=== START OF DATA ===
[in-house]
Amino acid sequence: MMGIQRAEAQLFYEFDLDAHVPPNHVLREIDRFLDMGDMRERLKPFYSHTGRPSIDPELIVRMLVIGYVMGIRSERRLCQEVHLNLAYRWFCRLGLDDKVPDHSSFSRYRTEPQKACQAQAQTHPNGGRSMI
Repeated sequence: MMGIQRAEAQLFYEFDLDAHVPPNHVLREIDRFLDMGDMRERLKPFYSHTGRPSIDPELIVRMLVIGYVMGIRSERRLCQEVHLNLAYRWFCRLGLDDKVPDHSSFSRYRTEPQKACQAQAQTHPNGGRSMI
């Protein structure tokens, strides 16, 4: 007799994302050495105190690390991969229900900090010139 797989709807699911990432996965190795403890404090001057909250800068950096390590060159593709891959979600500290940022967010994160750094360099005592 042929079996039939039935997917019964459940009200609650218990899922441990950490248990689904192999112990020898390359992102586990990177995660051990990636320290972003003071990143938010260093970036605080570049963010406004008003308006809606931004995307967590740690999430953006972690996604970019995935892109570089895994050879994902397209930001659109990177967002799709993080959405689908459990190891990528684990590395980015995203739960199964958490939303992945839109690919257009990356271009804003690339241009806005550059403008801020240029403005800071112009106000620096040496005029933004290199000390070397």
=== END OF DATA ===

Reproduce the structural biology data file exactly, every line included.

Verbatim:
[in-house]
Amino acid sequence: MMGIQRAEAQLFYEFDLDAHVPPNHVLREIDRFLDMGDMRERLKPFYSHTGRPSIDPELIVRMLVIGYVMGIRSERRLCQEVHLNLAYRWFCRLGLDDKVPDHSSFSRYRTEPQKACQAQAQTHPNGGRSMI
Repeated sequence: MMGIQRAEAQLFYEFDLDAHVPPNHVLREIDRFLDMGDMRERLKPFYSHTGRPSIDPELIVRMLVIGYVMGIRSERRLCQEVHLNLAYRWFCRLGLDDKVPDHSSFSRYRTEPQKACQAQAQTHPNGGRSMI
């Protein structure tokens, strides 16, 4: 007799994302050495105190690390991969229900900090010139 797989709807699911990432996965190795403890404090001057909250800068950096390590060159593709891959979600500290940022967010994160750094360099005592 042929079996039939039935997917019964459940009200609650218990899922441990950490248990689904192999112990020898390359992102586990990177995660051990990636320290972003003071990143938010260093970036605080570049963010406004008003308006809606931004995307967590740690999430953006972690996604970019995935892109570089895994050879994902397209930001659109990177967002799709993080959405689908459990190891990528684990590395980015995203739960199964958490939303992945839109690919257009990356271009804003690339241009806005550059403008801020240029403005800071112009106000620096040496005029933004290199000390070397």